new mountaintop neighborhood are priced from $400,000 to $2.2 million.
More than 60 percent of the 7,000 acres
that compose Promontory, near Park City, Utah, have been preserved for natural
habitat and outdoor recreation. When members are not golfing on courses designed
by Pete Dye and Jack Nicklaus, or skiing from the club’s private Alpine Lodge at
Silver Lake Village in Deer Valley, they can fly-fish from the riverside
Outfitter’s Cabin, ride horses from the club’s equestrian center, or hike on 50
miles of trails. The club also has an adventure trail designed for children, as
well as a kids’ clubhouse, the Kinnikinnick Cabin. The resort’s main clubhouse
borders an outdoor skating rink and tennis courts, and includes spa and fitness
facilities and an indoor-outdoor pool.
Still, golf remains a focal point for Promontory’s members.
Dye’s Canyon Course, which stretches 7,700 yards from the tips, recently was
joined by the Nicklaus-designed Painted Valley, an even lengthier track that
begins with a 708-yard par 5. The club also plans to add a Forrest Richardson
short course (par 60) and a Tom Weiskopf championship course.
Promontory’s custom, eco-friendly homes blend with the dramatic
Rocky Mountain landscape and cost from $1.85 million to $6.25 million. Homesites
range from one-half acre to five acres and are priced from $375,000. More than
700 lots have been sold.
Tom Weiskopf’s par-72 golf course, set at an average elevation of 7,500
feet, features some of the most challenging holes and spectacular vistas in the
West. But golf is only one aspect of this 13,400-acre community located 50 miles
south of Bozeman, Mont. During the winter, when the course is blanketed with
powder, members ski from their homes onto the club’s private mountain—a landmass
that features 35 miles of runs and a 2,700-foot vertical drop.
Membership at Yellowstone Club is by invitation only and costs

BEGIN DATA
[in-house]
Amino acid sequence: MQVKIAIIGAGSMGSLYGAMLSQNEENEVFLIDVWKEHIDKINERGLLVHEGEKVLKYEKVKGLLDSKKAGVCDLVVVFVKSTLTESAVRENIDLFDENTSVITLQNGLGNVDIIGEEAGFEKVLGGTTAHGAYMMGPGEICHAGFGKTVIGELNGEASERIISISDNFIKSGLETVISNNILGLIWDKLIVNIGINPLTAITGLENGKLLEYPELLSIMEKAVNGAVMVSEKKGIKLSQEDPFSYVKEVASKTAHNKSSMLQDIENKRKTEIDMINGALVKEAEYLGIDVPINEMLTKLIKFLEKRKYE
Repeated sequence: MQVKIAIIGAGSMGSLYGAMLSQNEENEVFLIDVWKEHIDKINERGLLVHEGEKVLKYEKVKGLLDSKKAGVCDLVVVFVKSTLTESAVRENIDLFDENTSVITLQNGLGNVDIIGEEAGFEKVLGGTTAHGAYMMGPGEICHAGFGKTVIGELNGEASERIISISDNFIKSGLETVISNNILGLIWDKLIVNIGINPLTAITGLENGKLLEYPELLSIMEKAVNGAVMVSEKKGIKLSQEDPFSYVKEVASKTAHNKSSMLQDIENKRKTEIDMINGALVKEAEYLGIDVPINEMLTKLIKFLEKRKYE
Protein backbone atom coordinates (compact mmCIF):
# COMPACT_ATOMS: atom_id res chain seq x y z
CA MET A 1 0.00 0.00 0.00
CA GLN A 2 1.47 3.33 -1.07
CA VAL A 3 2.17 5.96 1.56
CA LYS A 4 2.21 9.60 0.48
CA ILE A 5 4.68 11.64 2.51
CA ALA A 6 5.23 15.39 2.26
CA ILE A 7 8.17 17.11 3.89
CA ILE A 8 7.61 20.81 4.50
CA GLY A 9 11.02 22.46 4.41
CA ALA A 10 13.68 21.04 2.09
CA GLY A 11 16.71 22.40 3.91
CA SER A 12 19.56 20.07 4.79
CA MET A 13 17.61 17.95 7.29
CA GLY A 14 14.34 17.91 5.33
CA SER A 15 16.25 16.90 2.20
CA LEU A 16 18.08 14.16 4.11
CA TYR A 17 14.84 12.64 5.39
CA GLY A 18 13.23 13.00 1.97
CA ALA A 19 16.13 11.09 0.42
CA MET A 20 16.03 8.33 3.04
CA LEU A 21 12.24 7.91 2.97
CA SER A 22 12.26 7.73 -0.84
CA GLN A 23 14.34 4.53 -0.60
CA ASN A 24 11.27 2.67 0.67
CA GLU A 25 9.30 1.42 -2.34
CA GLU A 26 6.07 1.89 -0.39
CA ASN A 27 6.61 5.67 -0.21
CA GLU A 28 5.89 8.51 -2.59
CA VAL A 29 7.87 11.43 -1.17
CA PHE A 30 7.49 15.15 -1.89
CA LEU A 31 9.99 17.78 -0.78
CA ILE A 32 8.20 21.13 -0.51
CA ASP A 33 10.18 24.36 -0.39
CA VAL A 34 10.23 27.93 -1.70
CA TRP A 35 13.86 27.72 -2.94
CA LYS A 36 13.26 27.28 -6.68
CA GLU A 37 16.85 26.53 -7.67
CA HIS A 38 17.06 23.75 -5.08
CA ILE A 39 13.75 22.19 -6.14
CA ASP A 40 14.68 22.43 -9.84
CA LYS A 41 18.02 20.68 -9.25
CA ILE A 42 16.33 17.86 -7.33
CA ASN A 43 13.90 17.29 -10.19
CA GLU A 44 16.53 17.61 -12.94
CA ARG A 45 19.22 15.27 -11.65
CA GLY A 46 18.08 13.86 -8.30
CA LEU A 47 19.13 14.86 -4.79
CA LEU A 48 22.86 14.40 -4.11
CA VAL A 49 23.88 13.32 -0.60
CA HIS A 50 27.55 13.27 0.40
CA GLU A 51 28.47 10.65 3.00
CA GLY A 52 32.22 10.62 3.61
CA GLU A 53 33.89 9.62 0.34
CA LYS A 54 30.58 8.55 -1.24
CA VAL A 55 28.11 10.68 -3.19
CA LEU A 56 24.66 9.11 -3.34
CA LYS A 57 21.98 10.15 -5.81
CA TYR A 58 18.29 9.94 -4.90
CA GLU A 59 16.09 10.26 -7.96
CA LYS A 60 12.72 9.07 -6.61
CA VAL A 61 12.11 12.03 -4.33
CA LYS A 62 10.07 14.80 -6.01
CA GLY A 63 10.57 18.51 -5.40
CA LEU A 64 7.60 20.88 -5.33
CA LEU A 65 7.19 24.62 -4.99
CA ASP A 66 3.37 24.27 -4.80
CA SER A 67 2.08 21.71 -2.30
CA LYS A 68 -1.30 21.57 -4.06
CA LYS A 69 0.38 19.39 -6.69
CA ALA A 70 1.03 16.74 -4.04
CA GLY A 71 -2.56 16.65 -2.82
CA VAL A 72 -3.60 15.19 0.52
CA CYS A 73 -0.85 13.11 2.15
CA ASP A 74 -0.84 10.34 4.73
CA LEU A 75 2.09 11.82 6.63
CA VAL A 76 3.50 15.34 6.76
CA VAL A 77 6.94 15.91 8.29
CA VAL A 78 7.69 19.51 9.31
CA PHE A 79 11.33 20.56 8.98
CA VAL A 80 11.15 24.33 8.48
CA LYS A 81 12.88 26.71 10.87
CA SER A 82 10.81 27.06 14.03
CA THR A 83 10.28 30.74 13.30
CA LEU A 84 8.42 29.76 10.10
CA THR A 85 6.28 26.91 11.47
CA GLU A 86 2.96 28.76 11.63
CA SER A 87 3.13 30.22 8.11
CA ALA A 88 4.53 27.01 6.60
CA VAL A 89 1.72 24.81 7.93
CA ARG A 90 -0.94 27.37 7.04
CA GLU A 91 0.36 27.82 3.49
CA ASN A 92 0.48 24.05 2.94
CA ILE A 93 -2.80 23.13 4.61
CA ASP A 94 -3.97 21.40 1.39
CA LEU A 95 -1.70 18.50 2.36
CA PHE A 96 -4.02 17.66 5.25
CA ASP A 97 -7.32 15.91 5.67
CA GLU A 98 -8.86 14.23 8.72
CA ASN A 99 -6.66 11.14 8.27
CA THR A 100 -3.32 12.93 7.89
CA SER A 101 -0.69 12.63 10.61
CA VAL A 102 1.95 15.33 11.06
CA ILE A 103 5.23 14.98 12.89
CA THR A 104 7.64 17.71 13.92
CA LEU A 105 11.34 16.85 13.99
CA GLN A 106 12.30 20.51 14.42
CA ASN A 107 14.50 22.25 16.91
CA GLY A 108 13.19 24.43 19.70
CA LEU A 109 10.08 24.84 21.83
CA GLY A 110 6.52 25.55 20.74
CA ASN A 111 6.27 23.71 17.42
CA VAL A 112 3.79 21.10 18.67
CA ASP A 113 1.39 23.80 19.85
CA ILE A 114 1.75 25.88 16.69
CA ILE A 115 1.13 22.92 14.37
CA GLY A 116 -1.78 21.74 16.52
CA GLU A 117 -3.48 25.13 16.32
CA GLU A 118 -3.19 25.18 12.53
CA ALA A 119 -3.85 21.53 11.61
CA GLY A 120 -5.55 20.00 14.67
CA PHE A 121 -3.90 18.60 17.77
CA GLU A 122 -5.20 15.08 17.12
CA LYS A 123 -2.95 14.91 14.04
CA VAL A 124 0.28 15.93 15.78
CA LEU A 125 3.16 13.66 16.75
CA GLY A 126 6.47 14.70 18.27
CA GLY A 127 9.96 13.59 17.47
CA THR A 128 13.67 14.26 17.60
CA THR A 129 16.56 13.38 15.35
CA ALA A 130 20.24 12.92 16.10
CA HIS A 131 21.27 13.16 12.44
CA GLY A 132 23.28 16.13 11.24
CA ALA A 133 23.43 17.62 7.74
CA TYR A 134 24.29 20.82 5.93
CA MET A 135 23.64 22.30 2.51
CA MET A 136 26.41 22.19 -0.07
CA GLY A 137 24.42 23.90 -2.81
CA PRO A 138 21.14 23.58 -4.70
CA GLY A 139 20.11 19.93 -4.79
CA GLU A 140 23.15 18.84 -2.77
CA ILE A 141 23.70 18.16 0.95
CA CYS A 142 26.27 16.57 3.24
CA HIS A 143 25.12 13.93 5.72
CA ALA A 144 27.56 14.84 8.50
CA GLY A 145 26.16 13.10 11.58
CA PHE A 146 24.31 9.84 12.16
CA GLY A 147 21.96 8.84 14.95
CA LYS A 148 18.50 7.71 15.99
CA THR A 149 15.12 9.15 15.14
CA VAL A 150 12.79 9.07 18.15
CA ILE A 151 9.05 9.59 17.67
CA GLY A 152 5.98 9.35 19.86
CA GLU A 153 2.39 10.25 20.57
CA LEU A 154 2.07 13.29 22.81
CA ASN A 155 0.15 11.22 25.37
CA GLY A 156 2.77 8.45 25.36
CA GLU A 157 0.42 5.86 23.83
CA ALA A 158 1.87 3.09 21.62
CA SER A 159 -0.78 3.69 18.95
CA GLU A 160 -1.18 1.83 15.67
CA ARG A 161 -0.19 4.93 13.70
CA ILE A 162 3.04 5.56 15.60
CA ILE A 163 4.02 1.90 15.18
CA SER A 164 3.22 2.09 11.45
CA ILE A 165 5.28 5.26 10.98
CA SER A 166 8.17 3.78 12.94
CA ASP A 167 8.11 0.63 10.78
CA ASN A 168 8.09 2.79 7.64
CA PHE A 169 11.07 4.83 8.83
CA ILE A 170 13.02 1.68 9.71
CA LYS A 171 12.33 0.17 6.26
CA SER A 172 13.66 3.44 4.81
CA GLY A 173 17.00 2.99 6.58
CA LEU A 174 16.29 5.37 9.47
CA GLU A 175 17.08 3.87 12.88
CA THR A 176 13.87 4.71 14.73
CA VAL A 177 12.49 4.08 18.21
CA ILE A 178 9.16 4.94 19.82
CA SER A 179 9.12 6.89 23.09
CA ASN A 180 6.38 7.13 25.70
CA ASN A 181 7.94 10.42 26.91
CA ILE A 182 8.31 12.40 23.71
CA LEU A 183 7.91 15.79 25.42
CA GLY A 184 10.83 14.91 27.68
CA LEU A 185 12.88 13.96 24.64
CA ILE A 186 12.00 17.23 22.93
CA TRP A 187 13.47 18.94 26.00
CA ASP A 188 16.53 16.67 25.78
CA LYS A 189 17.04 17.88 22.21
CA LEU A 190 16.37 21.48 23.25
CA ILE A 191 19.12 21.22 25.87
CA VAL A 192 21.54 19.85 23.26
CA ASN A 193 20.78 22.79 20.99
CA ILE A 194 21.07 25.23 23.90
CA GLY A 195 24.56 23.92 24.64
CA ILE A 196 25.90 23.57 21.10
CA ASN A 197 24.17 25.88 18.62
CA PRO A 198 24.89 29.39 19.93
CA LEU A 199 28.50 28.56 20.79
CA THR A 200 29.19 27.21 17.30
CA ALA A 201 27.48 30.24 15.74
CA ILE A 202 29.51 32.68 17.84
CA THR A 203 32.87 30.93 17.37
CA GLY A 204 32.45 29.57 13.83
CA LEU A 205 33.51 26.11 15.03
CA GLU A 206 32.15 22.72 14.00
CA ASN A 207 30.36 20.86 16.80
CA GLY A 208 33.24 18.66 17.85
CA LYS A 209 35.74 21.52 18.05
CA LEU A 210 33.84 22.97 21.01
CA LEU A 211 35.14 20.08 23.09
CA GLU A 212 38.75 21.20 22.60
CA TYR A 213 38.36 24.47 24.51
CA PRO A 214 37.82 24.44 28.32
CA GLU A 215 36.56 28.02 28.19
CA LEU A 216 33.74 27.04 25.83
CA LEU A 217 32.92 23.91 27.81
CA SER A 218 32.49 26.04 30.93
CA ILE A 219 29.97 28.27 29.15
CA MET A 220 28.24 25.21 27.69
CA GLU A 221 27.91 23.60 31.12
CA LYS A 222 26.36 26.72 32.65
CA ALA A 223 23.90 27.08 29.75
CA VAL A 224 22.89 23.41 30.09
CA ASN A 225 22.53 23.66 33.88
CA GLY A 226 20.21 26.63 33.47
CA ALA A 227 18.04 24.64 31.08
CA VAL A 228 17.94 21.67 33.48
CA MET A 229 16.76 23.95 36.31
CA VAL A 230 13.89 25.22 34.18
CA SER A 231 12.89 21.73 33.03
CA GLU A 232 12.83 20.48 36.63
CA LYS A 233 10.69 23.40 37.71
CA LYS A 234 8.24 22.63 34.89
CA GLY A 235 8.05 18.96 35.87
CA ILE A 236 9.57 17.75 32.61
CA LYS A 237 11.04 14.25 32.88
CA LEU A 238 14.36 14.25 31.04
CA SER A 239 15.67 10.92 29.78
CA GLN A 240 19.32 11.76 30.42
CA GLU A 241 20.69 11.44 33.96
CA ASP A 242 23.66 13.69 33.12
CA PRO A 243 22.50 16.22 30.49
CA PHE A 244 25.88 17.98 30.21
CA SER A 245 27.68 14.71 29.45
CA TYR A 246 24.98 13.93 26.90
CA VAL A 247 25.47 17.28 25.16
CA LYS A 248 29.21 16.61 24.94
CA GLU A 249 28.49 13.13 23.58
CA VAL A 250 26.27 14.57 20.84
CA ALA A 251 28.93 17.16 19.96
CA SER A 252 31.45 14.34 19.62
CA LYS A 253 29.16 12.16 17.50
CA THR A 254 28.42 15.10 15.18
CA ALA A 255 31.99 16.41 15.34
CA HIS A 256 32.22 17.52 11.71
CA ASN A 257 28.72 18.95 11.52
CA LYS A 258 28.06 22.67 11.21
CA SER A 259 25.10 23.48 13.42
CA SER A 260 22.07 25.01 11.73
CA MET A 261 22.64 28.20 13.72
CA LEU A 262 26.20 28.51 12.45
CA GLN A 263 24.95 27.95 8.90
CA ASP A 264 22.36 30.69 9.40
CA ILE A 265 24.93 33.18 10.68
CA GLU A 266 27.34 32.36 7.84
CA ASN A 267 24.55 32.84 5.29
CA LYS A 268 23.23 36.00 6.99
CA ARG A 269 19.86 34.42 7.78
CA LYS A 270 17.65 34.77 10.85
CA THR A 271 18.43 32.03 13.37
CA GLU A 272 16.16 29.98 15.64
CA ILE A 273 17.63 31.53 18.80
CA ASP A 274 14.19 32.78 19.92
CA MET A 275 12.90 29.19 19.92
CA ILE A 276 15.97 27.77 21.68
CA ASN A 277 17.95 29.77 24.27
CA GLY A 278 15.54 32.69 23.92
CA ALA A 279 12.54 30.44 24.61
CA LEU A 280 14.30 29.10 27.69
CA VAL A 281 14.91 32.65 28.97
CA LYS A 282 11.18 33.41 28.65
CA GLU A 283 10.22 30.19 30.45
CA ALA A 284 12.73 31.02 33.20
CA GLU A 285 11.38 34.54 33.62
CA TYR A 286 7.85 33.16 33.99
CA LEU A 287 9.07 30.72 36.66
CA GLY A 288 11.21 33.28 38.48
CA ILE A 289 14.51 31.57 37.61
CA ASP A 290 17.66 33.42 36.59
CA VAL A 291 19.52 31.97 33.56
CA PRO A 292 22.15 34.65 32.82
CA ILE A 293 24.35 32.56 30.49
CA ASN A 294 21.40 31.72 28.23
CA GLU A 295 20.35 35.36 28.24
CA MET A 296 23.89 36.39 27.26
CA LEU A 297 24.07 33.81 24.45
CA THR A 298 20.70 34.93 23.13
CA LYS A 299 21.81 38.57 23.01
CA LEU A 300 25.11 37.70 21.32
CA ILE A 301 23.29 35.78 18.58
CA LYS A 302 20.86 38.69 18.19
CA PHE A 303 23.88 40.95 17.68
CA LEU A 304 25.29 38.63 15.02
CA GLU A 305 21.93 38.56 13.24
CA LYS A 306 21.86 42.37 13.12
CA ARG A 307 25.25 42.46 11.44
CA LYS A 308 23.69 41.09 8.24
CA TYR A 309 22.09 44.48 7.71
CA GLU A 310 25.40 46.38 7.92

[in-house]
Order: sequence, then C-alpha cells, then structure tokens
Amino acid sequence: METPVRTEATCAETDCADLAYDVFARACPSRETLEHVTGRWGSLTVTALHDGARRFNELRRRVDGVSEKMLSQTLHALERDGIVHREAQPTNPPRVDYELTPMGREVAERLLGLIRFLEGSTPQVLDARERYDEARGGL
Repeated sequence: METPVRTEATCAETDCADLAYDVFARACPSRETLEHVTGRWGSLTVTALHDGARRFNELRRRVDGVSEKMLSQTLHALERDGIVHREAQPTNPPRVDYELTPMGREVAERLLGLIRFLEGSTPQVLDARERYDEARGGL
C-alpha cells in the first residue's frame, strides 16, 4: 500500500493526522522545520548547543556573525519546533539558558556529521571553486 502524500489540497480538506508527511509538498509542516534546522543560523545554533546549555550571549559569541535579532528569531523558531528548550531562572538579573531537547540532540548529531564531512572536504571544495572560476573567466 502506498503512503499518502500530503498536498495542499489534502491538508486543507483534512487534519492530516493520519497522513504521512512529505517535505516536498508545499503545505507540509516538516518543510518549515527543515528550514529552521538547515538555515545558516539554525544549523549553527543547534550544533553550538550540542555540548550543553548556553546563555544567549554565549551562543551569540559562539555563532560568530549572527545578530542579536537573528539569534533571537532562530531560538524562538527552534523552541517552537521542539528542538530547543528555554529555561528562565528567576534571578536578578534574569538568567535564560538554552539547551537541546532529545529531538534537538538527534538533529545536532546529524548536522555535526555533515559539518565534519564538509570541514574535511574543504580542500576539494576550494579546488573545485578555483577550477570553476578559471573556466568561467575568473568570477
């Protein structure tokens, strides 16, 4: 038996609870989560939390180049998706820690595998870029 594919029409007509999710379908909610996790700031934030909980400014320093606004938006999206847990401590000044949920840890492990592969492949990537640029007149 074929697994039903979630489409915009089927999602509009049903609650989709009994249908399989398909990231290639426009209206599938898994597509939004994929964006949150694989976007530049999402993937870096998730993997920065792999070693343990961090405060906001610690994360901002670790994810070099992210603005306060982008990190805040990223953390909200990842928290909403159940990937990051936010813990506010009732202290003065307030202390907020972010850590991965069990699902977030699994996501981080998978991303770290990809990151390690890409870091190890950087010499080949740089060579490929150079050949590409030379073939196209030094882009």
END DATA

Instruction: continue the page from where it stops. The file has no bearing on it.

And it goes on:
$300,000, plus $16,000 in annual dues. Members must own property at the club,
and available sites range in price from $2.4 million for approximately two acres
to $4.4 million for 1.25 acres on the golf course. Custom home prices begin at
$5.5 million and rise as high as $15.5 million.
Several of the homes are built from reclaimed timber and barn
wood, and they feature heated stone floors, massive stone fireplaces, and
floor-to-ceiling windows that frame views of the Gallatin Range. One
10,000-square-foot home on the market for $16 million has a glass-enclosed
bridge that traverses a river separating the guest and main houses.
The club has a 130,000-square-foot lodge/clubhouse, four
restaurants, and a caviar bar, and offers concierge, sommelier, and catering
services. In addition to playing golf and skiing on the slopes, members can fish
on private streams, horseback ride from an equestrian center, and cross-country
ski on the community’s trails.
Kiawah Island Club
The homes on Kiawah Island, a 10,000-acre
barrier island 25 miles south of Charleston, S.C., are nestled in dense foliage
around lakes, parks, and marshland. No homes, however, line the two private golf
courses—the Tom Fazio–designed River Course and Tom Watson’s Cassique—that
belong to the Kiawah Island Club. Homeowners have exclusive access to the
private courses, which are complemented on Kiawah by five exceptional public
tracks. The latter layouts, highlighted by Pete Dye’s brutally challenging Ocean
Course, include windswept links and verdant resort-style courses that traverse
the island’s marsh and forest habitats.
Members of the Kiawah Island Club congregate at three private
clubhouses, including one, designed by architect Robert A.M. Stern, that is on
the beach. New York designer Clodagh created the club’s Sasanqua spa.